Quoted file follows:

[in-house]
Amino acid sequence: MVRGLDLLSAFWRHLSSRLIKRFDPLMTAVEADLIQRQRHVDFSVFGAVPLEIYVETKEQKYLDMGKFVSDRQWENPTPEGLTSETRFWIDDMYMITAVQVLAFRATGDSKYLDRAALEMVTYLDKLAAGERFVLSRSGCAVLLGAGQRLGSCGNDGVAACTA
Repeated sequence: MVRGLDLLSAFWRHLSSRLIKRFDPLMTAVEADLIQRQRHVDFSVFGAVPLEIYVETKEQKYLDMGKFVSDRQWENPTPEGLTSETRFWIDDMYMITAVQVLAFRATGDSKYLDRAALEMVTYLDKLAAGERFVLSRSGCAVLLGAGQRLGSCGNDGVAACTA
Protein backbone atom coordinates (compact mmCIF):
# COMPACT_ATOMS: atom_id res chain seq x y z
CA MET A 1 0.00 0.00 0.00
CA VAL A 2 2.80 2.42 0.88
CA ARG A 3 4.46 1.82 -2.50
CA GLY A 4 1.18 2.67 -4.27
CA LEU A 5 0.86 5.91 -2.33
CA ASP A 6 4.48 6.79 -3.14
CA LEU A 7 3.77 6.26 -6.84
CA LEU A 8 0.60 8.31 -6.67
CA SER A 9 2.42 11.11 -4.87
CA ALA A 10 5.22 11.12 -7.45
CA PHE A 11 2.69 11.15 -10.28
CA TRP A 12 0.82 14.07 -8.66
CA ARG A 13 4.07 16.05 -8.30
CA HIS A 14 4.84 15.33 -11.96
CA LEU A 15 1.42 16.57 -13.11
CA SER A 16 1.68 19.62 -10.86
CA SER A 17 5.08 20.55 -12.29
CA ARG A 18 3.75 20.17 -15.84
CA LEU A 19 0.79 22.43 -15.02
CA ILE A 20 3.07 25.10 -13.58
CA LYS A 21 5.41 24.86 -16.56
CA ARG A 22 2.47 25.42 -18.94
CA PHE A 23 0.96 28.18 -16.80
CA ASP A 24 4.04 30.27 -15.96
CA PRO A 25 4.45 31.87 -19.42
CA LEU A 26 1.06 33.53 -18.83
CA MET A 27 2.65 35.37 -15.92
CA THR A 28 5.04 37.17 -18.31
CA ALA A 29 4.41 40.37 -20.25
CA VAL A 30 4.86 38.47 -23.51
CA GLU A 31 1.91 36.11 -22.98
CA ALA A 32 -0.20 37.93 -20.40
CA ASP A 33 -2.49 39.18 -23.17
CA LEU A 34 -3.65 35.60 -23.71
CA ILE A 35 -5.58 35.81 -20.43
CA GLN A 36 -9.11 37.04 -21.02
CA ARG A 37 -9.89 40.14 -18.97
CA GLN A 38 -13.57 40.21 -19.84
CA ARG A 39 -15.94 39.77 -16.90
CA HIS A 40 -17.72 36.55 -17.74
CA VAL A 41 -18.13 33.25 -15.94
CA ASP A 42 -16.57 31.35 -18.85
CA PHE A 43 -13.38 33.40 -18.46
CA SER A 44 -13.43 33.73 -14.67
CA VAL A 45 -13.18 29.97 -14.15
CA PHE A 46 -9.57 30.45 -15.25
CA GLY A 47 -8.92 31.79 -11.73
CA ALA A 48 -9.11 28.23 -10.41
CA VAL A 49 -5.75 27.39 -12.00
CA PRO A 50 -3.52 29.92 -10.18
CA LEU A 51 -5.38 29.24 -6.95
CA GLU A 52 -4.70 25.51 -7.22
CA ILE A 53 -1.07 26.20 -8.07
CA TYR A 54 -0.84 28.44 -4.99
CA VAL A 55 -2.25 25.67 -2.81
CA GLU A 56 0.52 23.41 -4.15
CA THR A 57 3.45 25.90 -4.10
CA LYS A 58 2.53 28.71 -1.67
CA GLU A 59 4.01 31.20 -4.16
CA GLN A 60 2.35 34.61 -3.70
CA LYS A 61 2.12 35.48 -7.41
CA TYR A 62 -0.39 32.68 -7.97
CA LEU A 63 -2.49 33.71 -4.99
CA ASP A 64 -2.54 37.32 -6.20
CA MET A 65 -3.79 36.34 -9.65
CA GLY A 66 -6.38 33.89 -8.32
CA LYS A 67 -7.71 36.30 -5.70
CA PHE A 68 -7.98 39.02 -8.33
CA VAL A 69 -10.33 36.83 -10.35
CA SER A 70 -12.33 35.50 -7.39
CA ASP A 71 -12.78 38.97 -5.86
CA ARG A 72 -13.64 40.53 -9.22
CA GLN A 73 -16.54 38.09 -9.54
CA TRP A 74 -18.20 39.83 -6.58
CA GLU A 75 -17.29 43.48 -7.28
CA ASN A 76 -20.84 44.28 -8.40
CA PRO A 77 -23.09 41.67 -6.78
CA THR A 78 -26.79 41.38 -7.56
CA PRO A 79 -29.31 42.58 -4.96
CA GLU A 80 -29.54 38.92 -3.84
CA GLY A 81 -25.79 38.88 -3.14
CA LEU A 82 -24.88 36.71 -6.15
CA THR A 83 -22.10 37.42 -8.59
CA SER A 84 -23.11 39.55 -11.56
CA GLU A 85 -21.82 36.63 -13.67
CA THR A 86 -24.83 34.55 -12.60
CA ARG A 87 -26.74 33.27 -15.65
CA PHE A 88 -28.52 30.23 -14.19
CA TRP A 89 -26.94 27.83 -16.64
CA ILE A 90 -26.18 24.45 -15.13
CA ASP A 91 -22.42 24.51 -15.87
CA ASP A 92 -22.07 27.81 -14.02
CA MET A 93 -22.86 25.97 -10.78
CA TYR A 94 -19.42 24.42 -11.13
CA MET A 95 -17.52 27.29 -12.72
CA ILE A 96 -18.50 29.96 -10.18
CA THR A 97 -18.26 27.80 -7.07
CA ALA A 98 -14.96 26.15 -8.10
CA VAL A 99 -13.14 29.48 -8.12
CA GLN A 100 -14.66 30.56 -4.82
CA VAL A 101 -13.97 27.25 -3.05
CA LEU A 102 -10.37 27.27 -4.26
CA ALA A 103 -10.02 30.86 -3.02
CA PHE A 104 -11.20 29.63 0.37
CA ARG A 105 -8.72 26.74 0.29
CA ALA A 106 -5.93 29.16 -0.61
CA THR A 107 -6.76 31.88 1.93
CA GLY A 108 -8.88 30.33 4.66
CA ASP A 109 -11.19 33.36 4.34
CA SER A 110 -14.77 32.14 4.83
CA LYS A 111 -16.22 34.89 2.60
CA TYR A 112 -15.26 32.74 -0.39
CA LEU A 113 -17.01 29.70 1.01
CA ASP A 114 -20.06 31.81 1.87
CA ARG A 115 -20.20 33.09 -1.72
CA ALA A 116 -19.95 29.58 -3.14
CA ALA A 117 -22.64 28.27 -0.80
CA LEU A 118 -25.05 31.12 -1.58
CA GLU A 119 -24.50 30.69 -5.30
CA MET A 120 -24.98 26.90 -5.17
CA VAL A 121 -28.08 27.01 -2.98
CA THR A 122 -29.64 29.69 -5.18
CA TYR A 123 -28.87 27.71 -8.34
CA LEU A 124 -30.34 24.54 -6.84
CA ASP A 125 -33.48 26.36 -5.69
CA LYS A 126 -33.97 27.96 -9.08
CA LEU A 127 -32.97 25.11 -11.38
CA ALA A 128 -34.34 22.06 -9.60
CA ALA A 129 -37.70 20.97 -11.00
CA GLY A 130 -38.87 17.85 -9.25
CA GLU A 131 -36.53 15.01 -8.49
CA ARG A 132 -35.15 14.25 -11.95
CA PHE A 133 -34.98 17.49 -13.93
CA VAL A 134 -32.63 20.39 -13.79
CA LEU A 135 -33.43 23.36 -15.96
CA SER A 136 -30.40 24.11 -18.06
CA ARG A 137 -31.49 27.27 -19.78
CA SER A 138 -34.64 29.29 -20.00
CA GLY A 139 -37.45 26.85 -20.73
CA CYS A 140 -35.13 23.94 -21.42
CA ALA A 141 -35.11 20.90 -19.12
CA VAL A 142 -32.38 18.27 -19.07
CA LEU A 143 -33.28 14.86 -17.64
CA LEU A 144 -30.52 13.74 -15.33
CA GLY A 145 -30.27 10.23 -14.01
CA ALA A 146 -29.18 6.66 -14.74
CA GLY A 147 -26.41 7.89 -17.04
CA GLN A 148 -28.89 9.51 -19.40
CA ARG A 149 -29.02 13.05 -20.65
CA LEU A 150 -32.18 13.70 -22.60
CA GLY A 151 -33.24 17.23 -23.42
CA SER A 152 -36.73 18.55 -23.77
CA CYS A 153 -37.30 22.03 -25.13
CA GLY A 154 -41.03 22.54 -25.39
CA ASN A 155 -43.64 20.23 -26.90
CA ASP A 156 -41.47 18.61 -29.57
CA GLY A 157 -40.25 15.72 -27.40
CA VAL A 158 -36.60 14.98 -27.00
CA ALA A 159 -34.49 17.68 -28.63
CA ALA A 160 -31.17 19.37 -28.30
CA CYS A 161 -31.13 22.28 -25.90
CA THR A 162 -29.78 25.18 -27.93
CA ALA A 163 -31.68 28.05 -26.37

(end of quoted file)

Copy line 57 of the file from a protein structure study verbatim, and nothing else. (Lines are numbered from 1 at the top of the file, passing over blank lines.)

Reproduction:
CA GLU A 52 -4.70 25.51 -7.22